What is colostrum and why is it important
Colostrum is the first milk produced after a cow or heifer gives birth and is essential if a new born calf is to survive and thrive. As the new-borns first food source, colostrum provides essential nutrients to increase metabolism and digestive activity. Colostrum is also a vital source of antibodies for passive immune protection that is essential for keeping the calf healthy. The quality, quantity and timing of when colostrum is fed are major factors affecting morbidity and mortality of new-born calves.
Quality colostrum should contain twice as much dry matter, three times as much minerals and five times as much protein as whole milk (table 1). It contains higher levels of fat and vitamins A, D and E, which is vitally important because a calf is born with low reserves of these nutrients. In addition, quality colostrum is naturally low in lactose content which reduces the risk of diarrhoea.
Table 1: What colostrum contains
|Source: Journal of Dairy Science, 61:1033-1060.|
There is no transfer of maternal immunoglobulins between the cow and the calf, therefore the calf is born without adequate antibodies to fight off infection. As the calf’s ability to produce its own antibodies only develops slowly over the first 3-4 weeks, if it does not receive sufficient antibody-rich colostrum immediately after birth, it will have little protection against infection and consequently have an increased risk of poor health and mortality.
New-born calves import up to 90% of their immunity to pathogens and disease from the first 24 hours of feeding. The immunoglobulin content of colostrum ranges from 2 to 23 percent, compared to only about 0.1 percent in whole milk. Immunoglobulin content is directly related to the percentage of solids in the colostrum, which ranges from 17 to 36 percent. The percentage of antibodies in colostrum decreases rapidly with each milking.
The immune factors in colostrum are highest in the first 12 hours, because calves are born with what are, essentially, ‘leaky guts.’ That is, their intestinal tract is porous to the large immunoglobulin molecules which are transferring their mother’s immunity.
How much colostrum to feed a new born calf
A practical ‘rule of thumb’ for new-born calf to get full protection is to feed 5-6% of the calf’s body weight of the richest colostrum within the first 6 hours, and repeat the feeding when the calf is about 12 hours old before their gut lining closes completely, around 24 hours of age.
So, for a calf weight 50kg at birth this will equate to 3 litres of colostrum.
Ways of measuring the quality of colostrum
Concentration of IgG in colostrum varies due to many factors, including a cow’s disease history, volume of colostrum produced, season of the year, and breed. Research has shown that IgG levels vary widely from one cow to the next and range from less than 20 to over 100 mg/ml. The difference between 20 and 100 mg/mL of IgG in colostrum can mean the difference between failure and success in passive transfer of immunity. Colostrum containing 50 mg/mL or more of IgG is considered a high-quality feed for new-born calves. Measurement of IgG concentrations in colostrum can be very useful in managing colostrum Hydrometers and refractometers can be used on the farm to estimate colostrum IgG, and to separate high quality colostrum from low quality colostrum, and improve your ability to provide calves with enough IgG to attain successful passive transfer of immunity.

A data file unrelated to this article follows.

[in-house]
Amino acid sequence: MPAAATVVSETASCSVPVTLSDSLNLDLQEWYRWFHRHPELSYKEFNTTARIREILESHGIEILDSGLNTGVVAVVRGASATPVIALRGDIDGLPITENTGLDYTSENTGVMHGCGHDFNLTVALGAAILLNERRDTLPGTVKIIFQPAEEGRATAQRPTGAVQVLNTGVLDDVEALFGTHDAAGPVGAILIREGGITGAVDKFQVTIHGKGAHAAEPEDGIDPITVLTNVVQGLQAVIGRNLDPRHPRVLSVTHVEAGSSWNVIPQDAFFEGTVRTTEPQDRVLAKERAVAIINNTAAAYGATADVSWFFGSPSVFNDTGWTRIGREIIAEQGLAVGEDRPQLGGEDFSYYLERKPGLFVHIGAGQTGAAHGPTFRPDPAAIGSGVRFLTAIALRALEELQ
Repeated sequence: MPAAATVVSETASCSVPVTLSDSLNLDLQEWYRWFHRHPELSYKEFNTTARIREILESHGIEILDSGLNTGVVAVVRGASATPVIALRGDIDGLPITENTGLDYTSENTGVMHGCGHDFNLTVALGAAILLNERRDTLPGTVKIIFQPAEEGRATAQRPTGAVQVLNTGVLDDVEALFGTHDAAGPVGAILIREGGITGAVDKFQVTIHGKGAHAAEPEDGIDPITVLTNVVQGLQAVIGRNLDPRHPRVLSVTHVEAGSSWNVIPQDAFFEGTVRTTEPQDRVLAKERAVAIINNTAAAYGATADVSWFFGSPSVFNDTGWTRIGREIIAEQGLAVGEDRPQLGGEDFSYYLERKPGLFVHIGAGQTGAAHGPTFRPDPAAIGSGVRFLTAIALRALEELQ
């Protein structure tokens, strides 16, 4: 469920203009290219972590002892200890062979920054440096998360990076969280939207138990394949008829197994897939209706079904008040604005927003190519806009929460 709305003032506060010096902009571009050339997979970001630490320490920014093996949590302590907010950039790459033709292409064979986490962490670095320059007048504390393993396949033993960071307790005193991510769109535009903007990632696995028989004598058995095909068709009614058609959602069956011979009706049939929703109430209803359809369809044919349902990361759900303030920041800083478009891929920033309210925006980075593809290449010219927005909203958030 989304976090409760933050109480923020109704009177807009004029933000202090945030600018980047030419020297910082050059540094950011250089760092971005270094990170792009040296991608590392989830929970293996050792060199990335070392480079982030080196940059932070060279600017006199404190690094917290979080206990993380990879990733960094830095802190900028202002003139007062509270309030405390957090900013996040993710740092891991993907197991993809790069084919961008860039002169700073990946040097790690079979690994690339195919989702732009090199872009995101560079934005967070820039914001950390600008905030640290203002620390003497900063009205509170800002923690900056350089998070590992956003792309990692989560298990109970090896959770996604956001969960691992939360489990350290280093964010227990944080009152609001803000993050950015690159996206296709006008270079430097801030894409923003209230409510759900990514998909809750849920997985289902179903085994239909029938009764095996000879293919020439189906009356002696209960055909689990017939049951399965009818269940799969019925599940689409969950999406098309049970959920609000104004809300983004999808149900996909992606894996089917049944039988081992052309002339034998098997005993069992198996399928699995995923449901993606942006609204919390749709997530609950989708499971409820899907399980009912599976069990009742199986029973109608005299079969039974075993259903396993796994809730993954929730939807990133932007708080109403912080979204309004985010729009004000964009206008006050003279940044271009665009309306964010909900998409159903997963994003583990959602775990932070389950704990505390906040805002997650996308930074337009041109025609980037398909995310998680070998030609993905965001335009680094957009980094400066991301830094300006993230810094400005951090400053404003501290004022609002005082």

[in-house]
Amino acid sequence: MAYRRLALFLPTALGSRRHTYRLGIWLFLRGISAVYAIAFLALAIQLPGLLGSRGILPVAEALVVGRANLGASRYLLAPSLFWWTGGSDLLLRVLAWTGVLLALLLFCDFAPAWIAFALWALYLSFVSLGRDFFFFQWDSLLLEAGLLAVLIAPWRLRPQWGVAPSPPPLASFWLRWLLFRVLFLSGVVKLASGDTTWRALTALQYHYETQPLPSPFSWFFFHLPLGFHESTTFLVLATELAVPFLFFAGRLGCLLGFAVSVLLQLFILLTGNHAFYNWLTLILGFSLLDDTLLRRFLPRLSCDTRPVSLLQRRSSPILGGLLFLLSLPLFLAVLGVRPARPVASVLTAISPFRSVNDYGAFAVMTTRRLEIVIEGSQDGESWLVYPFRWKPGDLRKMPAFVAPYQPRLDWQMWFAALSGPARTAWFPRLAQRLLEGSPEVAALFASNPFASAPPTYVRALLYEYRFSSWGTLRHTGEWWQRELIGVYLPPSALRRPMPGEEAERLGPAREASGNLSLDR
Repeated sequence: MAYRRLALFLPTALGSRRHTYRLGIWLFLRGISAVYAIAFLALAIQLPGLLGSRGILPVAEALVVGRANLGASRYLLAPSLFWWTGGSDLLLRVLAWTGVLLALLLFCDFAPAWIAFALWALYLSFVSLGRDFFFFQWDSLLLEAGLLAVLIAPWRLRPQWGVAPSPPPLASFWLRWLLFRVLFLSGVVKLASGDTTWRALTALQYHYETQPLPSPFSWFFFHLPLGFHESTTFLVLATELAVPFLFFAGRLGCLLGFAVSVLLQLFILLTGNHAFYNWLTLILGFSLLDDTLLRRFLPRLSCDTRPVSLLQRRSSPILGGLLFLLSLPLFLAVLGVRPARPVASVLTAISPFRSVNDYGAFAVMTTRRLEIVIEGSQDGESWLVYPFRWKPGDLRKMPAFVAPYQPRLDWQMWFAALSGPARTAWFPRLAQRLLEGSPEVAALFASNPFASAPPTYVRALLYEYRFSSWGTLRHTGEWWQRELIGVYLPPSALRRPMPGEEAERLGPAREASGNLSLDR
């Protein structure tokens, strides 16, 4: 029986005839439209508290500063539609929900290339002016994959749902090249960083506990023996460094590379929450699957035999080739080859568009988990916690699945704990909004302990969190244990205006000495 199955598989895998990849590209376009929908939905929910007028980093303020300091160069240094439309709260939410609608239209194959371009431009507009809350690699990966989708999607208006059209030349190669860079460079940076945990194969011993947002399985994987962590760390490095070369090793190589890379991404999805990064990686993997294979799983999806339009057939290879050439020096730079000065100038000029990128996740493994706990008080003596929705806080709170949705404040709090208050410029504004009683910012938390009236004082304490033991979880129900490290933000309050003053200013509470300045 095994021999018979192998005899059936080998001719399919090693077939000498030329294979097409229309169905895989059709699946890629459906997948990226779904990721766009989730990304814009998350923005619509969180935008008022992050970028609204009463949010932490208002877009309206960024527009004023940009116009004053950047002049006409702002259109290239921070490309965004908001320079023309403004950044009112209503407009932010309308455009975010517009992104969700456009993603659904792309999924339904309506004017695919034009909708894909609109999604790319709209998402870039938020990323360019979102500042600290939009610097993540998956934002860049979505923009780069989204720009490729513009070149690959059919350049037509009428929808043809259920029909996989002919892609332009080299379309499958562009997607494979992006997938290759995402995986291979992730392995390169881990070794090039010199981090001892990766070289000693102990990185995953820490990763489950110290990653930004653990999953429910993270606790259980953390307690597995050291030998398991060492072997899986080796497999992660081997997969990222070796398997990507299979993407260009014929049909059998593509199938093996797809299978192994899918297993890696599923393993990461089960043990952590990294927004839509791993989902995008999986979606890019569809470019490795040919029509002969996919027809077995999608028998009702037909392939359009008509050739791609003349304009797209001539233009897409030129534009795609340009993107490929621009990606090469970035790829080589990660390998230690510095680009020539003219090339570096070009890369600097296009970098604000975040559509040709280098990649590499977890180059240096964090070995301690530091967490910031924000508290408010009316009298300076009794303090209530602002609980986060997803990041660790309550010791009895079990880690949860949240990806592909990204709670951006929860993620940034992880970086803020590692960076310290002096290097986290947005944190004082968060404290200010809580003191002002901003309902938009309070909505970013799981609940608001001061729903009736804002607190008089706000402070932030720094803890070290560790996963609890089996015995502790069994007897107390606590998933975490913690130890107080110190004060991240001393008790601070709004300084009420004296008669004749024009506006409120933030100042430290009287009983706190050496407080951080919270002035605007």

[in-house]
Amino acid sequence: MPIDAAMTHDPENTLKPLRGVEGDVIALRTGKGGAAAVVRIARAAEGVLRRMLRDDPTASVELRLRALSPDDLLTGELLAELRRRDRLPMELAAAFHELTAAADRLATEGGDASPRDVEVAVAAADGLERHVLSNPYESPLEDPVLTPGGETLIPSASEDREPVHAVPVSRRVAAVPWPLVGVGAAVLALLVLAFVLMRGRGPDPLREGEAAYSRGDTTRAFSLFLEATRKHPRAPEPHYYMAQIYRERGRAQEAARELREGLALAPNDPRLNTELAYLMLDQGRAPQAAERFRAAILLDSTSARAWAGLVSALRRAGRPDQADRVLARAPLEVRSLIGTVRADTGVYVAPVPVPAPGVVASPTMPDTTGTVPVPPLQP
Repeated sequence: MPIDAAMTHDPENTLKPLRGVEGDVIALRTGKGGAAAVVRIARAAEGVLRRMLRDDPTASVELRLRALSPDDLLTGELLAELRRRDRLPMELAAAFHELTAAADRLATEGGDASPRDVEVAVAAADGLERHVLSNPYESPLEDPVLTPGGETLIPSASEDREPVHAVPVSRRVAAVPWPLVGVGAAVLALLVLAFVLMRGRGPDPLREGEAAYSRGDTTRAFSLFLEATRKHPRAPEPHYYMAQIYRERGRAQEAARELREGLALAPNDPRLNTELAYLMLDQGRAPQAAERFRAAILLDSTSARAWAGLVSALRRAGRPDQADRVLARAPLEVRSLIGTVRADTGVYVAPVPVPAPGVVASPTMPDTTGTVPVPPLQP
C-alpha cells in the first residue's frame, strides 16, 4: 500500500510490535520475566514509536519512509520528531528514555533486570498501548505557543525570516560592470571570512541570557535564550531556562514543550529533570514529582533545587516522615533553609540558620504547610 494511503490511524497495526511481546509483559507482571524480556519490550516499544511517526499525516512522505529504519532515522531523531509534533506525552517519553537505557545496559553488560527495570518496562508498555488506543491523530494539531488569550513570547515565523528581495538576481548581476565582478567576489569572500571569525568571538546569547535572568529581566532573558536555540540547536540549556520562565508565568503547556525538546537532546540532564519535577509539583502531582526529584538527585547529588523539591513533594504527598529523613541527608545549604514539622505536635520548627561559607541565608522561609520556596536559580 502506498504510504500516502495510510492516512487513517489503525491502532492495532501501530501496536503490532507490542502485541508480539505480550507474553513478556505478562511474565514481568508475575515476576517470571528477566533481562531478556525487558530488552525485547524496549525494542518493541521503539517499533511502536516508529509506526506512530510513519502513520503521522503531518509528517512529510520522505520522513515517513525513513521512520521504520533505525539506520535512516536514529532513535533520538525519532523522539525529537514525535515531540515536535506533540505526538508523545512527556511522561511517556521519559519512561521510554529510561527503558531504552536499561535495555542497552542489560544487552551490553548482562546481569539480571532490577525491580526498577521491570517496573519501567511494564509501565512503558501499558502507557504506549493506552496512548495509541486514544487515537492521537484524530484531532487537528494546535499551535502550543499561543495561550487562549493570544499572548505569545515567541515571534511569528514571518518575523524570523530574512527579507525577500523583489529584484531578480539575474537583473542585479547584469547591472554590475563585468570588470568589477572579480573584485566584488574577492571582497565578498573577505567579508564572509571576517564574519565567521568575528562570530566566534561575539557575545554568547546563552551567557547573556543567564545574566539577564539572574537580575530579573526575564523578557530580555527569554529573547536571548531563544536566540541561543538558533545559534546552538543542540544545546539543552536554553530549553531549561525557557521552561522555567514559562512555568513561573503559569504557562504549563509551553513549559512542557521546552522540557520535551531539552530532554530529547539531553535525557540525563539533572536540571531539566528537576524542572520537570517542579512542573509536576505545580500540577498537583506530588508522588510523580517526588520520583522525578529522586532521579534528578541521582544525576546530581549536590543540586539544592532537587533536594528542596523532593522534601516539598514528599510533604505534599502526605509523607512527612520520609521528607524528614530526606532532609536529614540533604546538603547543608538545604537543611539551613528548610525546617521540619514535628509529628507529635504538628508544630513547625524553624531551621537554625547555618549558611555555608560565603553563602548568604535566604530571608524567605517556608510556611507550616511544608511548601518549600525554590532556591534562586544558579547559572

Although high quality colostrum is typically very thick and creamy, appearance alone does not reliably predict IgG content. Volume of first milking colostrum also can be misleading and is not a recommended method for estimating colostrum IgG content. In addition, although IgG concentration can be measured very accurately in a laboratory, these tests are time consuming and not typically available to farmers. Hydrometers and refractometers can be used on the farm to estimate colostrum IgG, separate high quality colostrum from low quality colostrum, and improve your ability to provide calves with enough IgG to attain successful passive transfer of immunity. Colostrum containing > 50 mg/mL of IgG can be fed to new-born calves or stored for future use. Avoid feeding any other colostrum during the first or second feeding; lower quality colostrum can be mixed with transition milk and fed to calves that are at least two days of age.
Hydrometer / Colostrometer
The colostrometer is a hydrometer that measures specific gravity and, using a color-coded scale calibrated in milligrams per millilitre (mg/mL) of immunoglobulins (Ig), converts specific gravity to Ig concentration. The colostrometer is placed in a cylinder containing colostrum and allowed to float freely. Colostrum that tests “green” contains > 50 mg/mL of Ig, “yellow” contains 20 to 50 mg/mL, and “red” contains < 20 mg/mL of Ig.
Therefor Green is Good to Go.
Brix Refractometer Scale
A Brix refractometer can be used to measure IgG in colostrum. The scale in a Brix refractometer is designed to measure the amount of sucrose in a solution, but Brix values can be related to IgG in colostrum. A Brix value of 22% corresponds to 50 mg/mL, meaning colostrum with a Brix value above this cut off point can be considered high quality colostrum.
How to use a Brix refractometer
Place a few drops of colostrum on the prism and the sample cover is lowered. The refractometer is then held up to a light source, the instrument should be held perpendicular to the light, and the Brix value is read at the line between the light and dark areas that appear on the scale. When using a refractometer, the prism and sample cover must be thoroughly cleaned after every sample to avoid residue that could affect the next measurement.
For more information or to purchase a refractometer contact us on 01-4518959 or click here to complete our online enquiry form.